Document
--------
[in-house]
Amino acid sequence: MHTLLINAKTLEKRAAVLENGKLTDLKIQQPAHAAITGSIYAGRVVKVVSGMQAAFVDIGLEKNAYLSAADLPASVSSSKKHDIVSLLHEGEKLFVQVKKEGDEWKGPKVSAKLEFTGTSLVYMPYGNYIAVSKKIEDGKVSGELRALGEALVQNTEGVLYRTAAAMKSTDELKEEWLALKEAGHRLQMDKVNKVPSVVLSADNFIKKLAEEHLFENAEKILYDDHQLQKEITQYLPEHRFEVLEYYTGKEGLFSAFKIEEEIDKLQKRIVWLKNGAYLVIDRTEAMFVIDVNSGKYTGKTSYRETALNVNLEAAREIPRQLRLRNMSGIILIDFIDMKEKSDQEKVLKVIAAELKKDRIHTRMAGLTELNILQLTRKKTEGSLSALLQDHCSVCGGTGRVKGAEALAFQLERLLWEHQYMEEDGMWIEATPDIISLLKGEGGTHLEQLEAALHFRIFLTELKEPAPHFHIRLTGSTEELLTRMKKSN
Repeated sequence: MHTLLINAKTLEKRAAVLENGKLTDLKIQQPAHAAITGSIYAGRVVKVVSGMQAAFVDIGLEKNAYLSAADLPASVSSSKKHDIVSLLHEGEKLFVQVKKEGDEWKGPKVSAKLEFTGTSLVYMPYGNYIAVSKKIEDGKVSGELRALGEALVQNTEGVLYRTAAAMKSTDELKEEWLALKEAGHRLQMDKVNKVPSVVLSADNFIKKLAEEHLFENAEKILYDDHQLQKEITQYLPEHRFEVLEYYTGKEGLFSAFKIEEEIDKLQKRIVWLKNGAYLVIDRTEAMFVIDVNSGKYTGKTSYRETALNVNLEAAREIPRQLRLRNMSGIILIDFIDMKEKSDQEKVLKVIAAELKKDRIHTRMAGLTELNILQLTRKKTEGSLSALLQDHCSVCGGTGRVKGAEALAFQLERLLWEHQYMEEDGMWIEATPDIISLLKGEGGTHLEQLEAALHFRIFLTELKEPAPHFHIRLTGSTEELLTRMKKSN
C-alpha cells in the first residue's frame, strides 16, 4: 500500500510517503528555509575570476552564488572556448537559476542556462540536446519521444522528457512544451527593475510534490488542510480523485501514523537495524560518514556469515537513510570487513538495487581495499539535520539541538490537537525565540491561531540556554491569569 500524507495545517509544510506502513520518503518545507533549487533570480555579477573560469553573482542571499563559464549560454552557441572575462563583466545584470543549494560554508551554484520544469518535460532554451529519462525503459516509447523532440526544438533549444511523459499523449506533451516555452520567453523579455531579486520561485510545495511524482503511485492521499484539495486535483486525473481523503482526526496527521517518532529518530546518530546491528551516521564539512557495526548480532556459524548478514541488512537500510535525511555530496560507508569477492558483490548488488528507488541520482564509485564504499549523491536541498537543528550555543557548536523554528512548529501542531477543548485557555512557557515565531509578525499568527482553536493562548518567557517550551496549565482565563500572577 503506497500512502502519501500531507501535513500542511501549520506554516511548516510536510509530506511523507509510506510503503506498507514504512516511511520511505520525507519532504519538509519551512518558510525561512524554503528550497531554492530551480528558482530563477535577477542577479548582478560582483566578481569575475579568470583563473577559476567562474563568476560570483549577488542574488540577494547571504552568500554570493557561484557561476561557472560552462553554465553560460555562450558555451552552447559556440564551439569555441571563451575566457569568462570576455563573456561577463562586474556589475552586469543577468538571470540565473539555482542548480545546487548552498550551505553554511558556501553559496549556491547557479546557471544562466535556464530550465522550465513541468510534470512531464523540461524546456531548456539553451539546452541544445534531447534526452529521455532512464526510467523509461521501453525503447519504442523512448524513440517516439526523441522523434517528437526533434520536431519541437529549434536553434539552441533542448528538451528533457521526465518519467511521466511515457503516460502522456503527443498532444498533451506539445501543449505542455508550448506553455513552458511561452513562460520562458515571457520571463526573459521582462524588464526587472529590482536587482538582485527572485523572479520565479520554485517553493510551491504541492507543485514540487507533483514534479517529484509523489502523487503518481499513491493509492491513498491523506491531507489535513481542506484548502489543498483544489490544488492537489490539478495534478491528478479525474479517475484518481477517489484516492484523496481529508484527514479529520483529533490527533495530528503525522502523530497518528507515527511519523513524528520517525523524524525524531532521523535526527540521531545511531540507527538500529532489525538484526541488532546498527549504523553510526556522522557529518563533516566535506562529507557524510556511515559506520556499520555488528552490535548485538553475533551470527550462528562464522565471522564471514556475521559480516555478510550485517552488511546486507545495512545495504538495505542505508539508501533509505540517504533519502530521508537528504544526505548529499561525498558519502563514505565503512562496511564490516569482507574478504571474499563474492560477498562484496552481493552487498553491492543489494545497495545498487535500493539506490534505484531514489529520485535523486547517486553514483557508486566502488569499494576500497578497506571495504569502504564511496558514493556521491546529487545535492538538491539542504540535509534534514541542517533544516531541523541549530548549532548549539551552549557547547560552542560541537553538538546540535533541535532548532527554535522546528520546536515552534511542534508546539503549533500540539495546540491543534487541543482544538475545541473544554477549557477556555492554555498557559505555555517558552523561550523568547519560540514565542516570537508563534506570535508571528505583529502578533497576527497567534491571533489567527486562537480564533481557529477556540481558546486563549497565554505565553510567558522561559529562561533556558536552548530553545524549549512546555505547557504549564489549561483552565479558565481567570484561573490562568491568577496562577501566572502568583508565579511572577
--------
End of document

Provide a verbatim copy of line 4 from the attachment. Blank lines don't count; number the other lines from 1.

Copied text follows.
C-alpha cells in the first residue's frame, strides 16, 4: 500500500510517503528555509575570476552564488572556448537559476542556462540536446519521444522528457512544451527593475510534490488542510480523485501514523537495524560518514556469515537513510570487513538495487581495499539535520539541538490537537525565540491561531540556554491569569 500524507495545517509544510506502513520518503518545507533549487533570480555579477573560469553573482542571499563559464549560454552557441572575462563583466545584470543549494560554508551554484520544469518535460532554451529519462525503459516509447523532440526544438533549444511523459499523449506533451516555452520567453523579455531579486520561485510545495511524482503511485492521499484539495486535483486525473481523503482526526496527521517518532529518530546518530546491528551516521564539512557495526548480532556459524548478514541488512537500510535525511555530496560507508569477492558483490548488488528507488541520482564509485564504499549523491536541498537543528550555543557548536523554528512548529501542531477543548485557555512557557515565531509578525499568527482553536493562548518567557517550551496549565482565563500572577 503506497500512502502519501500531507501535513500542511501549520506554516511548516510536510509530506511523507509510506510503503506498507514504512516511511520511505520525507519532504519538509519551512518558510525561512524554503528550497531554492530551480528558482530563477535577477542577479548582478560582483566578481569575475579568470583563473577559476567562474563568476560570483549577488542574488540577494547571504552568500554570493557561484557561476561557472560552462553554465553560460555562450558555451552552447559556440564551439569555441571563451575566457569568462570576455563573456561577463562586474556589475552586469543577468538571470540565473539555482542548480545546487548552498550551505553554511558556501553559496549556491547557479546557471544562466535556464530550465522550465513541468510534470512531464523540461524546456531548456539553451539546452541544445534531447534526452529521455532512464526510467523509461521501453525503447519504442523512448524513440517516439526523441522523434517528437526533434520536431519541437529549434536553434539552441533542448528538451528533457521526465518519467511521466511515457503516460502522456503527443498532444498533451506539445501543449505542455508550448506553455513552458511561452513562460520562458515571457520571463526573459521582462524588464526587472529590482536587482538582485527572485523572479520565479520554485517553493510551491504541492507543485514540487507533483514534479517529484509523489502523487503518481499513491493509492491513498491523506491531507489535513481542506484548502489543498483544489490544488492537489490539478495534478491528478479525474479517475484518481477517489484516492484523496481529508484527514479529520483529533490527533495530528503525522502523530497518528507515527511519523513524528520517525523524524525524531532521523535526527540521531545511531540507527538500529532489525538484526541488532546498527549504523553510526556522522557529518563533516566535506562529507557524510556511515559506520556499520555488528552490535548485538553475533551470527550462528562464522565471522564471514556475521559480516555478510550485517552488511546486507545495512545495504538495505542505508539508501533509505540517504533519502530521508537528504544526505548529499561525498558519502563514505565503512562496511564490516569482507574478504571474499563474492560477498562484496552481493552487498553491492543489494545497495545498487535500493539506490534505484531514489529520485535523486547517486553514483557508486566502488569499494576500497578497506571495504569502504564511496558514493556521491546529487545535492538538491539542504540535509534534514541542517533544516531541523541549530548549532548549539551552549557547547560552542560541537553538538546540535533541535532548532527554535522546528520546536515552534511542534508546539503549533500540539495546540491543534487541543482544538475545541473544554477549557477556555492554555498557559505555555517558552523561550523568547519560540514565542516570537508563534506570535508571528505583529502578533497576527497567534491571533489567527486562537480564533481557529477556540481558546486563549497565554505565553510567558522561559529562561533556558536552548530553545524549549512546555505547557504549564489549561483552565479558565481567570484561573490562568491568577496562577501566572502568583508565579511572577